TOOL: Facebook Post Optimizer


Lately I’ve been on a bit of a tear against sites and tools that pretent to telling you the optimal time for posting content to your social networks. There’s a lot of things they do that I question, and I cover that in depth in this article here on Marketing Pilgrim.

This post is to share a tool I’ve developed using a Google Docs’ spreadsheet that lets you simply copy & paste your Facebook Insights data into it and instantly see when you’re optimal posting time is for both organic reach (not paid) and engagement (story) generation. Better yet, both of these figures are normalized to your current follower count. This means that the data from two weeks ago, before you added 200 followers in that campaign you ran, is just as valid as the data from today – they’re both based on the number of followers at the time of posting.

How does it work?

Step 1: Download your Insights Data

Download your Page-level and Post-level data in .CSV format from Facebook’s Insights Manager. Download your page level data one day earlier than your post level data. This ensures that the sheet can find corresponding likes for each post you’ve made.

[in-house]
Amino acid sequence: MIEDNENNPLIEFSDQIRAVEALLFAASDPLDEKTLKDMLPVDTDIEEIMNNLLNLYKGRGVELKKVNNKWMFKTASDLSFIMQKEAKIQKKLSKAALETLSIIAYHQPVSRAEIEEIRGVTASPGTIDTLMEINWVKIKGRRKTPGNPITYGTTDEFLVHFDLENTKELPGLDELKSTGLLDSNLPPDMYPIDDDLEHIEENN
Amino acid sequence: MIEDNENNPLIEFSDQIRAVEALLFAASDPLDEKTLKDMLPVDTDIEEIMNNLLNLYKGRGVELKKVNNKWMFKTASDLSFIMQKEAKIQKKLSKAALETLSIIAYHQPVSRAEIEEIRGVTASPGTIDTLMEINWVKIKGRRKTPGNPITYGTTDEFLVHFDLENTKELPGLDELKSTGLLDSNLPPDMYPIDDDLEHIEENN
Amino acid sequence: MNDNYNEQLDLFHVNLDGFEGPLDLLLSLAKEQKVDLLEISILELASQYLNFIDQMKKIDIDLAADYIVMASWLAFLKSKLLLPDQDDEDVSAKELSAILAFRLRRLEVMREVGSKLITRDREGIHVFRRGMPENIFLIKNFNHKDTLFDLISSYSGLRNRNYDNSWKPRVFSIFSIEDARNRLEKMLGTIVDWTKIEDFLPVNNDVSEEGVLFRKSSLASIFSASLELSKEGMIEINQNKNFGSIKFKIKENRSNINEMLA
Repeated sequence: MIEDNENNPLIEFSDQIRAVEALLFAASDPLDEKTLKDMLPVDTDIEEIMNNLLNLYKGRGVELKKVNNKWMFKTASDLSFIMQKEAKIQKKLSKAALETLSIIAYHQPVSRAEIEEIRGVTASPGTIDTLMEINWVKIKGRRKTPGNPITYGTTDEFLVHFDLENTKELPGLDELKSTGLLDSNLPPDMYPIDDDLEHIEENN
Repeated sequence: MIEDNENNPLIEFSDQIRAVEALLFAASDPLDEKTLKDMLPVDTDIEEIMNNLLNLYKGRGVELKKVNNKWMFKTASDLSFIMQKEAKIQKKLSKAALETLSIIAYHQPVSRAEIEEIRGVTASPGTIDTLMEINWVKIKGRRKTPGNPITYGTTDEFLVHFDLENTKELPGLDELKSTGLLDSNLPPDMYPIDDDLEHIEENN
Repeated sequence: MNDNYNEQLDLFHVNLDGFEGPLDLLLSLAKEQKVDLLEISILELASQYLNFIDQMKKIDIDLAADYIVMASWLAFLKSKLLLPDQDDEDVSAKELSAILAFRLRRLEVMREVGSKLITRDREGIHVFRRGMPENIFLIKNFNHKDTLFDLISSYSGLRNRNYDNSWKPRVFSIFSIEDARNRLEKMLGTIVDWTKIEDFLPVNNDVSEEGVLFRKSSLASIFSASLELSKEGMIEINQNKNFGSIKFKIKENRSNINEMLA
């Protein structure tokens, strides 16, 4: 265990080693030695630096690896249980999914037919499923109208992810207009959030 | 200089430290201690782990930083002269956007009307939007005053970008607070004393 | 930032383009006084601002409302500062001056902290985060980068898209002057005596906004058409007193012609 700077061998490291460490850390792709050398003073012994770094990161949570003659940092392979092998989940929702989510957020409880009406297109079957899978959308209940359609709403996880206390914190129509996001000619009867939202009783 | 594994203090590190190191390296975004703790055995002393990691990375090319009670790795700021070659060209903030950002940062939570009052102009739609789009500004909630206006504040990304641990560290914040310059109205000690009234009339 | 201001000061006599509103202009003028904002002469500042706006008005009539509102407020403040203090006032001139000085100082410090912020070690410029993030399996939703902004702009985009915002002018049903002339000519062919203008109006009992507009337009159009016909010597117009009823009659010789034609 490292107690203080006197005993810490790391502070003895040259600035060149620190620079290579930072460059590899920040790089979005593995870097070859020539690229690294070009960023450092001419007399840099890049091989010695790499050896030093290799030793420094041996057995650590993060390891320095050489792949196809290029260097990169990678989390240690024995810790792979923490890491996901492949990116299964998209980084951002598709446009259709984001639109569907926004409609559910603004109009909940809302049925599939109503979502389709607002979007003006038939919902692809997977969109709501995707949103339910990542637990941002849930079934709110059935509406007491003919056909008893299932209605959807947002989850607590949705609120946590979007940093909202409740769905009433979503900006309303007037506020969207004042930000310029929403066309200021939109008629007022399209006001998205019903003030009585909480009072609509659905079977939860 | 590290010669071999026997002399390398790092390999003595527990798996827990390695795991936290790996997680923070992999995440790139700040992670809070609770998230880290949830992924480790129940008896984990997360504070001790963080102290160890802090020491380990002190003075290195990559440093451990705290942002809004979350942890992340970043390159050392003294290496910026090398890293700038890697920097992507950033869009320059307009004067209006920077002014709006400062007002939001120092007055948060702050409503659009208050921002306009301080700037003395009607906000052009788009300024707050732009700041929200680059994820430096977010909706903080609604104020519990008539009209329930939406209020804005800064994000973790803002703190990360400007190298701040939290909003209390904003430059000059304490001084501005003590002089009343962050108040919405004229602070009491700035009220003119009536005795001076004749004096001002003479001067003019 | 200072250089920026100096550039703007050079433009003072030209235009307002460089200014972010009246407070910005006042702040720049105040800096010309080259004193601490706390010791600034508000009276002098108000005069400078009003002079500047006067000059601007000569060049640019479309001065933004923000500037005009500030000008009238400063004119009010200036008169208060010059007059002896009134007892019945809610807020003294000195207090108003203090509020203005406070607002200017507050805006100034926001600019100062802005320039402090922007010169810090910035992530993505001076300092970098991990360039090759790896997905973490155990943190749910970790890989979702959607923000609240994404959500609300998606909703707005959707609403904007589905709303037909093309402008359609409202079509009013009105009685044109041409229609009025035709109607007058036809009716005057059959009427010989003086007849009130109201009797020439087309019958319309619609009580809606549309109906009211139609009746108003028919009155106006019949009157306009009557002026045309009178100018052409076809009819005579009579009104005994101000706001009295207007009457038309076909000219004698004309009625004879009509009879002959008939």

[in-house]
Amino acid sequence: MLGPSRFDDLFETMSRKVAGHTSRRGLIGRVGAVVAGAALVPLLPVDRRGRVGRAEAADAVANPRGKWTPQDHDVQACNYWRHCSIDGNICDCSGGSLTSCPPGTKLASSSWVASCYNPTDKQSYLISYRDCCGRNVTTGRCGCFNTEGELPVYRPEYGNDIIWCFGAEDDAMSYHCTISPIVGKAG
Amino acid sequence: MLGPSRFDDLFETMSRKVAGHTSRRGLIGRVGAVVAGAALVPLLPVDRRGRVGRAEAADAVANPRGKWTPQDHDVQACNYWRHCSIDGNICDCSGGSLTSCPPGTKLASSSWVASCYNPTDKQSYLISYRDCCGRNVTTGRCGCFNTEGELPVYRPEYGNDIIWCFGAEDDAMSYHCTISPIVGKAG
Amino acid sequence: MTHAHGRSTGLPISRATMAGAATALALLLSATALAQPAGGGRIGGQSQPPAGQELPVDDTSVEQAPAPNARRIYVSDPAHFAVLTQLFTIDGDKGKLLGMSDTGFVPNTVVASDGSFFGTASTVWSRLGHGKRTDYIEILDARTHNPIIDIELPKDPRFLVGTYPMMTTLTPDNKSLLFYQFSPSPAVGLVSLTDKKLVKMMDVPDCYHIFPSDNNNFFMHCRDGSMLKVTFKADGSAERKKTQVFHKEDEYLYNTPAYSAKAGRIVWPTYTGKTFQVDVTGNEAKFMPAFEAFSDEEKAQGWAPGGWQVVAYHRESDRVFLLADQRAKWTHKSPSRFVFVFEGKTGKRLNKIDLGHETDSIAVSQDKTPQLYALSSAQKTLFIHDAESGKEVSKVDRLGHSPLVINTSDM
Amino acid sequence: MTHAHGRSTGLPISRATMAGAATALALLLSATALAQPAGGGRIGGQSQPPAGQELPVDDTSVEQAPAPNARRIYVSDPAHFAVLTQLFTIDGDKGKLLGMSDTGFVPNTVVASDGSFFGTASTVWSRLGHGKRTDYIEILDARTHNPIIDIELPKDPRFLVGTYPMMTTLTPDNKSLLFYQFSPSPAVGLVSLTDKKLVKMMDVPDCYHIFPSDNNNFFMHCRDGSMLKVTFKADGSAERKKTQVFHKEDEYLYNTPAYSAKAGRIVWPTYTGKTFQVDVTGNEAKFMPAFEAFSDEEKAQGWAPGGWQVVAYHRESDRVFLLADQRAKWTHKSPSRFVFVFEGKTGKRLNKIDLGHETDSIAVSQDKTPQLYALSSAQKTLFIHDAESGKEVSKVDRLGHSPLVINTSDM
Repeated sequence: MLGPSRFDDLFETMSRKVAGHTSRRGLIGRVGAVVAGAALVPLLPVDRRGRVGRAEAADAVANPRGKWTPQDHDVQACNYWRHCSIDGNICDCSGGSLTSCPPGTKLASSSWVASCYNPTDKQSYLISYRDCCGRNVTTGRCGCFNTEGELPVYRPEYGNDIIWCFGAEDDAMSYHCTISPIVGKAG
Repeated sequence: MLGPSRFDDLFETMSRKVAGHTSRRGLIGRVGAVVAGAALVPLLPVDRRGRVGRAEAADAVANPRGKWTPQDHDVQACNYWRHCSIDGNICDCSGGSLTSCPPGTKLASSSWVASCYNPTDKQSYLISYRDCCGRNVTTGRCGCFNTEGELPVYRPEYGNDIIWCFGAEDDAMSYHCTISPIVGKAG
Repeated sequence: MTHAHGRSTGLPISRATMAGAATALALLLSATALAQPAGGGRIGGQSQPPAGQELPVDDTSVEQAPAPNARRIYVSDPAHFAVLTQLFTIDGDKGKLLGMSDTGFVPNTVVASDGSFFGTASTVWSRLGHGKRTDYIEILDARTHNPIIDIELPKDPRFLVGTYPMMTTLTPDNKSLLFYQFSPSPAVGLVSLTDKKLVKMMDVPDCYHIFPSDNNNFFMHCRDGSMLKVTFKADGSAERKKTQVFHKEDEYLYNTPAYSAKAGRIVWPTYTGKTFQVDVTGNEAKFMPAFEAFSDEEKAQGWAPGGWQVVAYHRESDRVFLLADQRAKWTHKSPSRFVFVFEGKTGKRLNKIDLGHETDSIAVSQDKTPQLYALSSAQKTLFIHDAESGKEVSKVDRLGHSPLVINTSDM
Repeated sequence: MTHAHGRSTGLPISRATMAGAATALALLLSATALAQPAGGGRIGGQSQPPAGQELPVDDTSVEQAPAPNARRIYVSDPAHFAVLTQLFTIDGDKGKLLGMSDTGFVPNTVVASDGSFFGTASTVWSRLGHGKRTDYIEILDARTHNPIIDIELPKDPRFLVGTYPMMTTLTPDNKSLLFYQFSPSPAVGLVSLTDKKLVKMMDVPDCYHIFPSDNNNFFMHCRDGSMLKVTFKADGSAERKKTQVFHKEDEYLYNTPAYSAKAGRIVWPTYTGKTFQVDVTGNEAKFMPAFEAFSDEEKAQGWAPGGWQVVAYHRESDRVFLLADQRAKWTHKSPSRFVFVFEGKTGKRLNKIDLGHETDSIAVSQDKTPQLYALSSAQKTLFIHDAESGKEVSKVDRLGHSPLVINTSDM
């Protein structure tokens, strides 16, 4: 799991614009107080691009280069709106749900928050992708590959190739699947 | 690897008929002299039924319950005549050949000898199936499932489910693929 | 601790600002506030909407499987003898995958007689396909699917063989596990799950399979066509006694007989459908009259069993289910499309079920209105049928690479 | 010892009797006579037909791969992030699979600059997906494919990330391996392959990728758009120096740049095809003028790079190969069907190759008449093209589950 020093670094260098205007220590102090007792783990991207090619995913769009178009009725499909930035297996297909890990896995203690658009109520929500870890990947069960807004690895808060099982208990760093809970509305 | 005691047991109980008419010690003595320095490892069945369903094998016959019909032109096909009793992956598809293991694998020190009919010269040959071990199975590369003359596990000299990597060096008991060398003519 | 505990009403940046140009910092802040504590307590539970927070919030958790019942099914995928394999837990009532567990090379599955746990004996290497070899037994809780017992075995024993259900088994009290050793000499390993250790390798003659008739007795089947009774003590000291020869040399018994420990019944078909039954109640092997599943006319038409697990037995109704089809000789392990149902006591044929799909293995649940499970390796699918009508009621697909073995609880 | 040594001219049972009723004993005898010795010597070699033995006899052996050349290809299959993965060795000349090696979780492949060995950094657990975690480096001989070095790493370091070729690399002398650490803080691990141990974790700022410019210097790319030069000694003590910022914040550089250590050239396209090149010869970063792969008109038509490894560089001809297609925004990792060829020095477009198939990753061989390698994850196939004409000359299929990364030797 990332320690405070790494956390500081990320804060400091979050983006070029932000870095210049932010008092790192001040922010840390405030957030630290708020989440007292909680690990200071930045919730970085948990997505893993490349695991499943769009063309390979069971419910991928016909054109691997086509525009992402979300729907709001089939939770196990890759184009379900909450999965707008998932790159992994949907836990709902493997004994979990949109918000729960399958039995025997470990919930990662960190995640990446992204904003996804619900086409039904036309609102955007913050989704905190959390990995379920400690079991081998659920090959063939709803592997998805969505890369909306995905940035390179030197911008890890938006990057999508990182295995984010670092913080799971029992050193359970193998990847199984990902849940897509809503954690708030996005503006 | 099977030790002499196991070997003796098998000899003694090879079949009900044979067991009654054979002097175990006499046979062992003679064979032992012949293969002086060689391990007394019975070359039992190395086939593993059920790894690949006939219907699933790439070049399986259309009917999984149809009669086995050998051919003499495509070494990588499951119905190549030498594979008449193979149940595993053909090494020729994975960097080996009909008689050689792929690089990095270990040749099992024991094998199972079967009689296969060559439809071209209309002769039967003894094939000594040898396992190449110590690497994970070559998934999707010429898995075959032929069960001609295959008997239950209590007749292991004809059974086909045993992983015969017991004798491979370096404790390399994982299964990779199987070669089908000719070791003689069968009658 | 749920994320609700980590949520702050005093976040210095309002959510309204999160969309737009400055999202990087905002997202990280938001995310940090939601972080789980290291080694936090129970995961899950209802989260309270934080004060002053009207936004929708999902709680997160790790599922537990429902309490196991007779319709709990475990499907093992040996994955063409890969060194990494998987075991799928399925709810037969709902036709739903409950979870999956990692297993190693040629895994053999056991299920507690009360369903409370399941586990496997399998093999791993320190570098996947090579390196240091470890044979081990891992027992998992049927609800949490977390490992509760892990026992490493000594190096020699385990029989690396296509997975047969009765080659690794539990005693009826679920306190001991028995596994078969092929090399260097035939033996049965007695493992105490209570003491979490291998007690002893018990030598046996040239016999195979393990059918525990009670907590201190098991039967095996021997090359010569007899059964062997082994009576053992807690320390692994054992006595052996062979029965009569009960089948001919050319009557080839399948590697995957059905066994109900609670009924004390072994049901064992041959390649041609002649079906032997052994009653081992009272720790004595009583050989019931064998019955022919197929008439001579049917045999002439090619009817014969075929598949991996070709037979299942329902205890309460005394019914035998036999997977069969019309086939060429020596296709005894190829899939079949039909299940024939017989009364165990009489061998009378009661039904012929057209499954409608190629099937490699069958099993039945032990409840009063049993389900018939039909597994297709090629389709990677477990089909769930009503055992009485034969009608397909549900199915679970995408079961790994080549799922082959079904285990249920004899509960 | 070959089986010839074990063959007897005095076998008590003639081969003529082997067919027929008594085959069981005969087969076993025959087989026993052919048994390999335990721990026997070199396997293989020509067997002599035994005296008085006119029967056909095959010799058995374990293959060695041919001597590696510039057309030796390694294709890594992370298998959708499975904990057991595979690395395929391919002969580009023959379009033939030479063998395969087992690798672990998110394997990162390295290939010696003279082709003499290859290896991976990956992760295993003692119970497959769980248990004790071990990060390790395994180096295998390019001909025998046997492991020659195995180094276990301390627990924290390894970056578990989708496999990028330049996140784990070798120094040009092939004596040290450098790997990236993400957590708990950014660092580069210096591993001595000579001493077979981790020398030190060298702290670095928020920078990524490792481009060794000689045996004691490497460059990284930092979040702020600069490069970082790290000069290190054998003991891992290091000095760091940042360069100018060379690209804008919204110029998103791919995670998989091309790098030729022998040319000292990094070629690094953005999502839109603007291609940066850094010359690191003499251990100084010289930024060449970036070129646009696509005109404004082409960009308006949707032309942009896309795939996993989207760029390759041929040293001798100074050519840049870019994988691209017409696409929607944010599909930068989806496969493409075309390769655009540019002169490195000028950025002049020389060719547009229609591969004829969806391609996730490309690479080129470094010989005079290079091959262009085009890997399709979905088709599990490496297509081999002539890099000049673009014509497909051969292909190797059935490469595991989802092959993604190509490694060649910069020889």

Step 2: Enter your dataset into the tool

Copy and paste these spreadsheets into the respective PostData and PageData sheets in the spreadsheet. Because of the 50,000 character copy and paste limit of Google Doc’s, only copy and paste up to column ‘H’ of the Page-level data set.


If you haven’t targeted a specific country for one of your posts during this time, you’ll need to add an extra column to your Page-level data sheet. Just add an extra column in between column C, ‘Type’ and column D, ‘Posted’. You have to do this before you paste it into the spreadsheet, otherwise it might get finicky. Pages who have posted a country-specific post will already have this column, labelled ‘Countries’, and won’t have to do anything.


Step 3: Check your Insights

Check out the Reach or Stories sheet. You should see graphs for each day of the week from 0-24 hours with your posts graphed at their respective times. This will give you a top-level overview of when your posts are doing well. You can cross reference particular points to find deeper insights.



Other Notes

Careful with you data
I would warn against using data from before July 3rd, 2012. That’s when Facebook announced it would now be including mobile reach in it’s reach. It also announced a change in the fundamental way that it calculated reach. This means that all of your previous data won’t include mobile views and could poison your insights. I did a write-up on this, coincidentally also for Marketing Pilgrim, that you can check out here.